DevOps Best Practices with a Focus on CI/CD

At XOOTS, we attach great importance in excelling at DevOps. To understand DevOps, we need to comprehend the value chain of: Idea, code, build, deploy, manage, and learn. DevOps is an approach that combines software development and IT operations to streamline the process of delivering high-quality software quickly and efficiently. It unites two contentious groups, software engineers who are measured on the frequency of change, and IT operations who are measured on system stability. DevOps transformation brings velocity (i.e., how quickly product/applications can move through the process), improved quality, and responsiveness to customer demands. Let’s examine application delivery as a value chain of:

  1. Ideation: user stories
  2. Coding: programming the idea from user stories
  3. Build: packaging the code into executable so that it could be deployed in cloud/VM/Bare Metal, perform unit test cases,
  4. Deploy: build images
  5. Manage: production or pre-production
  6. Learn: continuous improvement to become faster with higher quality

Continuous Integration (CI) and Continuous Delivery (CD) are key components of DevOps that help automate the software release process. This best practice guide provides practical, hands-on advice for implementing CI/CD best practices, drawing on resources like the Google Cloud DORA Enterprise Guidebook and Google Cloud’s “What is DevOps” research. While a DevOps transformation goes beyond tooling, the right tools remain an essential component of success. Choosing the right CI/CD tools can streamline workflows, automate repetitive tasks, and improve collaboration within teams. Effective tooling is a critical enabler for a DevOps culture that values continuous learning, experimentation, and improvement.

This best practice guide assumes the use of the Twelve-Factor methodology (12factor) as a manifesto / best practices describing the rules and guidelines to build cloud-native applications. Like any best practice guide, this guide is a bit opinionated because we are passionate about DevOps, and it is based on our experience as practitioners.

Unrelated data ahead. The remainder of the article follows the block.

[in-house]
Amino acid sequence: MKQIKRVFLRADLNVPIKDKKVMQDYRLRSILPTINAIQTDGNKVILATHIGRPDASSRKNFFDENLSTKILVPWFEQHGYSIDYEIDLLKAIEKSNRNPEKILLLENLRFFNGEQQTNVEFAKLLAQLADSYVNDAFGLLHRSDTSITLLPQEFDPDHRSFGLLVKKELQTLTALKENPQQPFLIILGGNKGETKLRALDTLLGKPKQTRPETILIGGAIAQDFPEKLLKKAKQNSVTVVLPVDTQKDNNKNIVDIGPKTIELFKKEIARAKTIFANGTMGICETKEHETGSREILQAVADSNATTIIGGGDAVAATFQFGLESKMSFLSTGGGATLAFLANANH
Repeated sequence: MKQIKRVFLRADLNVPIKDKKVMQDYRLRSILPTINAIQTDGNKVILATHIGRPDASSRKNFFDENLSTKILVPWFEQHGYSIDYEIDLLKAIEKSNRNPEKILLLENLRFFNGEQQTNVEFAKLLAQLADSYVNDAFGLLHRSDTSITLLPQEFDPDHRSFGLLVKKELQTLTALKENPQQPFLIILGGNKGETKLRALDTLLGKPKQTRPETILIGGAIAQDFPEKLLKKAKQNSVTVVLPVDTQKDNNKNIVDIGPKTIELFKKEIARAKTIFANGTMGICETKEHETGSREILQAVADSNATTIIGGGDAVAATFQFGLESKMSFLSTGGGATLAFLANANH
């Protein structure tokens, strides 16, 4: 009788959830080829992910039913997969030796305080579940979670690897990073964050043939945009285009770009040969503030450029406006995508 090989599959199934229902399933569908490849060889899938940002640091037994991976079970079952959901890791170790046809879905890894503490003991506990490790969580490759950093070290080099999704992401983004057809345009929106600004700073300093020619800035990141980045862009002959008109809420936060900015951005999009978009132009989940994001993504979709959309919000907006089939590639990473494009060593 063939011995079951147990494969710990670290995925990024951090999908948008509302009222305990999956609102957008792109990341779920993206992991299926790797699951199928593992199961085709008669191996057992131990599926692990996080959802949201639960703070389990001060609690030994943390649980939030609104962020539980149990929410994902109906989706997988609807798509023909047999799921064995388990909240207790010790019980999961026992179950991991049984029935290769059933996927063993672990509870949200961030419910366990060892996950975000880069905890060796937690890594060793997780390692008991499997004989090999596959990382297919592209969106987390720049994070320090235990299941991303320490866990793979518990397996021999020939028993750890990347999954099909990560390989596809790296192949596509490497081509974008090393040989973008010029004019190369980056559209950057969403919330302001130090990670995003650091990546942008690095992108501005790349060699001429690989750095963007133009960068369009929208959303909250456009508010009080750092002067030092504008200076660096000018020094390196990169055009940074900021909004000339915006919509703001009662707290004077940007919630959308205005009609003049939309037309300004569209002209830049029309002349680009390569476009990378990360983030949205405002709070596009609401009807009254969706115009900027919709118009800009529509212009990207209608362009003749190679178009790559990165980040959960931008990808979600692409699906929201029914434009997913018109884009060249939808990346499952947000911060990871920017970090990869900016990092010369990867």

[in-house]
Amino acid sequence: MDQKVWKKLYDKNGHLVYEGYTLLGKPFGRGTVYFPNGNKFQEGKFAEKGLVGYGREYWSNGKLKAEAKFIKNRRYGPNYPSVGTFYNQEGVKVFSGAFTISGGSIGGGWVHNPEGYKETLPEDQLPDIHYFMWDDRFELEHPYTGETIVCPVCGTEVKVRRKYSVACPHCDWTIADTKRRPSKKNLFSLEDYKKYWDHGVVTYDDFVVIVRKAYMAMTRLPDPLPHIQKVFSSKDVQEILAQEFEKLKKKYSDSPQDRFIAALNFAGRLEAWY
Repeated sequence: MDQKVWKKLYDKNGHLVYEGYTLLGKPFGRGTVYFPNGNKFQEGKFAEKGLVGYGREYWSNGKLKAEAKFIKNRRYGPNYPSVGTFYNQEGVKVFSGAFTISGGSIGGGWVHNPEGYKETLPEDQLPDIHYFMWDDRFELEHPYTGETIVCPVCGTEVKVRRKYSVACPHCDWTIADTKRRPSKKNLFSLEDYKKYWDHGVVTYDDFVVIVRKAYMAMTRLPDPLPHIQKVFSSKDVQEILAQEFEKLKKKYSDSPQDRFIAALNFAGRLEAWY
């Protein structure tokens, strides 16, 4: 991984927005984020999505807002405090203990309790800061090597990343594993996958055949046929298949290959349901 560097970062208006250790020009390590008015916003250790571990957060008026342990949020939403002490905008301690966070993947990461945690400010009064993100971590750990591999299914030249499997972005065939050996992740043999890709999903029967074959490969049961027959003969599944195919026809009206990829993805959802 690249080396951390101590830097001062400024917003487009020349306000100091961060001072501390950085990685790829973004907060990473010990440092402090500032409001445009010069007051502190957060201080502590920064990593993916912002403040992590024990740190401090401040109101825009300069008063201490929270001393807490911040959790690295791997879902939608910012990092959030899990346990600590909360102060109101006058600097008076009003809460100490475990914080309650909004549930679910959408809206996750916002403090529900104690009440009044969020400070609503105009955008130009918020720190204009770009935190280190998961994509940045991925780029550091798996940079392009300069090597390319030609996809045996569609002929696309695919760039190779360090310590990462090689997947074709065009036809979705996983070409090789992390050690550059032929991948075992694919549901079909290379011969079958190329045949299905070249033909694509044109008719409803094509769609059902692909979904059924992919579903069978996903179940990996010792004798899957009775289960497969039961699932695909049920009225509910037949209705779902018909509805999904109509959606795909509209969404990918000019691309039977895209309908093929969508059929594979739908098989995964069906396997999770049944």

How to excel at Continuous Integration (CI): At XOOTS, we believe there are 4 ingredients in the secret sauce of excelling at CI. CI is a mechanism to merge and test code changes on an ongoing basis, often achieved by a tool like Jenkins. 

  • Ingredient 1- Version Control: Use a centralized version control system (e.g., Git, Mercurial) to store and manage code. This ensures that the entire team has access to the latest code changes and can collaborate effectively.
  • Ingredient 2- Automated Build and Test: Set up an automated build process that compiles the code and runs unit tests whenever changes are pushed to the repository. This helps catch errors early and ensures that the codebase remains in a releasable state.
  • Ingredient 3- Code Review: Implement a code review process to maintain code quality and share knowledge within the team. Encourage team members to provide constructive feedback and learn from one another.
  • Ingredient 4- Branching Strategy: Adopt a consistent branching strategy (e.g., GitFlow, trunk-based development) that fits your team’s workflow. This simplifies the management of code changes and promotes efficient collaboration.

How to excel at Continuous Delivery (CD): At XOOTS, we believe there are 3 key ingredients in the secret sauce of excelling at CD. CD is the attempt to speed up and automate deployments, where an operator can push out multiple deployments in a week across numerous services, and know the exact condition of the applications and infrastructure in the course of the deployments.